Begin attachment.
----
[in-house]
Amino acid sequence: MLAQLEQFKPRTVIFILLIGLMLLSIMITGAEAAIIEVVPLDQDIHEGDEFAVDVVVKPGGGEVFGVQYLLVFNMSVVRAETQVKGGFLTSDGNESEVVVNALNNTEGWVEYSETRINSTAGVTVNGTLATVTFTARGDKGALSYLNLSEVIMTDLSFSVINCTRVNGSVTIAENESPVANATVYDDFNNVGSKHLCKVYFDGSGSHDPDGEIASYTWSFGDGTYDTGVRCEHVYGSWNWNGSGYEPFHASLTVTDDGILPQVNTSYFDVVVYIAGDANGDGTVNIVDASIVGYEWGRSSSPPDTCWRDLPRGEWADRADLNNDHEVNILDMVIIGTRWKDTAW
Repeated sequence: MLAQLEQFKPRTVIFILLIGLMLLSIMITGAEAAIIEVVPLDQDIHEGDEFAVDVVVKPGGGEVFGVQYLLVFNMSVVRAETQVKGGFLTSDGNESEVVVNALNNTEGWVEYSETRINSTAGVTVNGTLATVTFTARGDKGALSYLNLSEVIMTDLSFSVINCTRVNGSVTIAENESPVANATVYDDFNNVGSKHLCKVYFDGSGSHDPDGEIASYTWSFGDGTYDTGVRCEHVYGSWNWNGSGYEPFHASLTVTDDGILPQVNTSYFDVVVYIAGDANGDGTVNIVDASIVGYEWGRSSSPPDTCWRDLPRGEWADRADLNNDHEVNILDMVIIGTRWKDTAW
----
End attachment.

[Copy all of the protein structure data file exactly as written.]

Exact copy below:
[in-house]
Amino acid sequence: MLAQLEQFKPRTVIFILLIGLMLLSIMITGAEAAIIEVVPLDQDIHEGDEFAVDVVVKPGGGEVFGVQYLLVFNMSVVRAETQVKGGFLTSDGNESEVVVNALNNTEGWVEYSETRINSTAGVTVNGTLATVTFTARGDKGALSYLNLSEVIMTDLSFSVINCTRVNGSVTIAENESPVANATVYDDFNNVGSKHLCKVYFDGSGSHDPDGEIASYTWSFGDGTYDTGVRCEHVYGSWNWNGSGYEPFHASLTVTDDGILPQVNTSYFDVVVYIAGDANGDGTVNIVDASIVGYEWGRSSSPPDTCWRDLPRGEWADRADLNNDHEVNILDMVIIGTRWKDTAW
Repeated sequence: MLAQLEQFKPRTVIFILLIGLMLLSIMITGAEAAIIEVVPLDQDIHEGDEFAVDVVVKPGGGEVFGVQYLLVFNMSVVRAETQVKGGFLTSDGNESEVVVNALNNTEGWVEYSETRINSTAGVTVNGTLATVTFTARGDKGALSYLNLSEVIMTDLSFSVINCTRVNGSVTIAENESPVANATVYDDFNNVGSKHLCKVYFDGSGSHDPDGEIASYTWSFGDGTYDTGVRCEHVYGSWNWNGSGYEPFHASLTVTDDGILPQVNTSYFDVVVYIAGDANGDGTVNIVDASIVGYEWGRSSSPPDTCWRDLPRGEWADRADLNNDHEVNILDMVIIGTRWKDTAW